Meetro: Proximity-Based IM
Wirelessness and Shamelessness

Reciprocal Self-Disclosure

I spent a delightful hour reading "Hello, My Name is Scott: Wearing Nametags for a Friendlier Society", by Scott Ginsberg, yesterday (while waiting for a McCrea wine tasting to start).  Scott has worn a nametag every day since October 2000 because "it makes people friendlier and more sociable and also helps them remember my name."

I earlier posted a bit about Scott's front porch philosophy; today I want to elaborate on another topic Scott covers: reciprocal self-disclosure.  One of the many interesting recurring reactions Scott has encountered is that people are more likely to verbally introduce themselves to him, presumably because he has already visually introduced himself (via his nametag) to them.

This reciprocal name exchange is an example of self disclosure, which is the act of making yourself manifest.  The reason people are significantly more willing to give me their names as soon as we begin the conversation is because self disclosure is reciprocal respective to the level of intimacy that you have revealed.  In short, when you tell someone something about yourself, e.g., your name, they will be likely to tell you that same thing about themselves.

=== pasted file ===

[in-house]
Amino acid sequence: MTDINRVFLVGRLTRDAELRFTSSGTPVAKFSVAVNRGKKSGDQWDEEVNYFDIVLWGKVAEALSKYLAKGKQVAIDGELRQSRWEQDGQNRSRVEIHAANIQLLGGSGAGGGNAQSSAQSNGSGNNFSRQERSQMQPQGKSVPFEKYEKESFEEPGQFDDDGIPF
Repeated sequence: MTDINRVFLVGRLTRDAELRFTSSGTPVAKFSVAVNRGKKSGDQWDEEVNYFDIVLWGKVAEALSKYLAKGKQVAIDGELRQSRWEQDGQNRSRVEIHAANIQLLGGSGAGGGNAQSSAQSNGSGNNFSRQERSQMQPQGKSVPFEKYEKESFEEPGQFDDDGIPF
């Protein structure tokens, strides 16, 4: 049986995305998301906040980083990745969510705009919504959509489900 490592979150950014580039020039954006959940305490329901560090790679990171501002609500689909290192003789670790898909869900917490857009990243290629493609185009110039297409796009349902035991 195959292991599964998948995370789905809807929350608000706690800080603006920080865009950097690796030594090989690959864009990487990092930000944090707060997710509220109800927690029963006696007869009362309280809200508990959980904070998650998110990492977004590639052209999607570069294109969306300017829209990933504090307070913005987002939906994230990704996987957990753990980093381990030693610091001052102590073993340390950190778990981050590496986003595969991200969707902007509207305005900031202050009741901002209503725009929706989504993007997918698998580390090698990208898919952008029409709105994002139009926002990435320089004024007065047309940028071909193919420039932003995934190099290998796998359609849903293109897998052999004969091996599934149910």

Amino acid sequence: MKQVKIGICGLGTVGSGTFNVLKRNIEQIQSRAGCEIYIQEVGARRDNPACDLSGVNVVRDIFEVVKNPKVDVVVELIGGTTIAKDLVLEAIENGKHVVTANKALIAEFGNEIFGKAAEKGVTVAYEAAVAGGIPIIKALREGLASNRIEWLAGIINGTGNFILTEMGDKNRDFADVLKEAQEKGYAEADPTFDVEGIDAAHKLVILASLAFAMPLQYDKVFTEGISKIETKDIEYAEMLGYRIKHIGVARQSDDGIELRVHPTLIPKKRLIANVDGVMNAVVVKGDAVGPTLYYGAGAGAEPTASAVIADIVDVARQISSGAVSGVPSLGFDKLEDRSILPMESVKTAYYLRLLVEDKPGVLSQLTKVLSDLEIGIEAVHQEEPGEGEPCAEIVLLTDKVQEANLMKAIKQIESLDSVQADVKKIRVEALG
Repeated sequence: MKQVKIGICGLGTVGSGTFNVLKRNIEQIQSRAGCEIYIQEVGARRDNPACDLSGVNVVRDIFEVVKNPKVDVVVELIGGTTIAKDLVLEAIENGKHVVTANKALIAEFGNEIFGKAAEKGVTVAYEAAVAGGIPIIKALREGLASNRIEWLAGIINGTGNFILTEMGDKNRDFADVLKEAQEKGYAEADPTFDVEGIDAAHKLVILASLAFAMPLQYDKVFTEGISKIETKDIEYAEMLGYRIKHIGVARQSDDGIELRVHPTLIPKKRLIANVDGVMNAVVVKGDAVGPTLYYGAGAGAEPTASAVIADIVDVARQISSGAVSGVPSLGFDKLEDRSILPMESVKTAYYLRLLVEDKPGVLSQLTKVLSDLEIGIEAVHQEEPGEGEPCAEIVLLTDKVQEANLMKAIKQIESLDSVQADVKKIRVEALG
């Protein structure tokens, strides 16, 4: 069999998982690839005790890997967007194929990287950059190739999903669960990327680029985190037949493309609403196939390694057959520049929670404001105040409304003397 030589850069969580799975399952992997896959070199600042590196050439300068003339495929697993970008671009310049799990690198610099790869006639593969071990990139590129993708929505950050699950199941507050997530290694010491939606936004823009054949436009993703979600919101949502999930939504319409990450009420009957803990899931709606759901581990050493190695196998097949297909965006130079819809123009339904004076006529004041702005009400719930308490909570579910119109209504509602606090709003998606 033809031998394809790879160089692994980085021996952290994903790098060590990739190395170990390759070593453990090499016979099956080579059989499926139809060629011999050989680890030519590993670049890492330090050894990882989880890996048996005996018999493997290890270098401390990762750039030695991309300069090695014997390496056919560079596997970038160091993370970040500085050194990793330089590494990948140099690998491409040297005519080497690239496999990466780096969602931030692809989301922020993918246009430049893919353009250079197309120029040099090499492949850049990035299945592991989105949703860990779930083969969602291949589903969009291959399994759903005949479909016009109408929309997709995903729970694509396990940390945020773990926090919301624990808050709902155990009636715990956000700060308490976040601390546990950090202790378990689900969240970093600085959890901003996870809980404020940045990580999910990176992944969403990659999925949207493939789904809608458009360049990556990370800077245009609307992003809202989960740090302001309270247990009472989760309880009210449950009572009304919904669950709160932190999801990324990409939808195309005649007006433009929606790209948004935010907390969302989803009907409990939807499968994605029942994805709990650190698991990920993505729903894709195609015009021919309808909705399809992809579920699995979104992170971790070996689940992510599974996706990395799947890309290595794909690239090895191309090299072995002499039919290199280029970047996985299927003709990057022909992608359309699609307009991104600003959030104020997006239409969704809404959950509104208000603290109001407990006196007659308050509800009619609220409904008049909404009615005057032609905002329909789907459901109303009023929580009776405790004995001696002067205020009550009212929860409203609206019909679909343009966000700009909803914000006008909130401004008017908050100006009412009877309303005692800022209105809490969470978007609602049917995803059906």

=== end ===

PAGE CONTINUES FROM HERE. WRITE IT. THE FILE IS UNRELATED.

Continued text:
Googling "reciprocal self dislosure" reveals a number of studies that have explored this topic, including one focusing on Internet surveys and another focused on sexual satisfaction ... and I imagine it's only a matter of time before a study of reciprocal self-disclosure in sexually-oriented Internet sites is conducted.  Scott considers his entire life to be one grand experiment, and while his experiment may not have the scientific rigor of some of these other studies -- although he does report on what might be considered an ablation study wherein he goes without his nametag for a week -- he far exceeds them in longitudinality.

This morning, after reading an article in the May issue of Worthwhile Magazine about "How Full is Your Bucket? Positive Strategies for Work and Life", by Tom Rath and Donald Clifton, I believe another way of thinking about this reciprocity might be "reciprocal bucket-filling" -- nametag-inspired conversations allow the conversants to fill each other's buckets with positive energy.  Towards the end of his book, Scott shares a story about how he was lifted out of a bad mood through a conversation with a stranger that was triggered by Scott's nametag.  I'll wait to elaborate further on this theme until I have a chance to read the bucket book.

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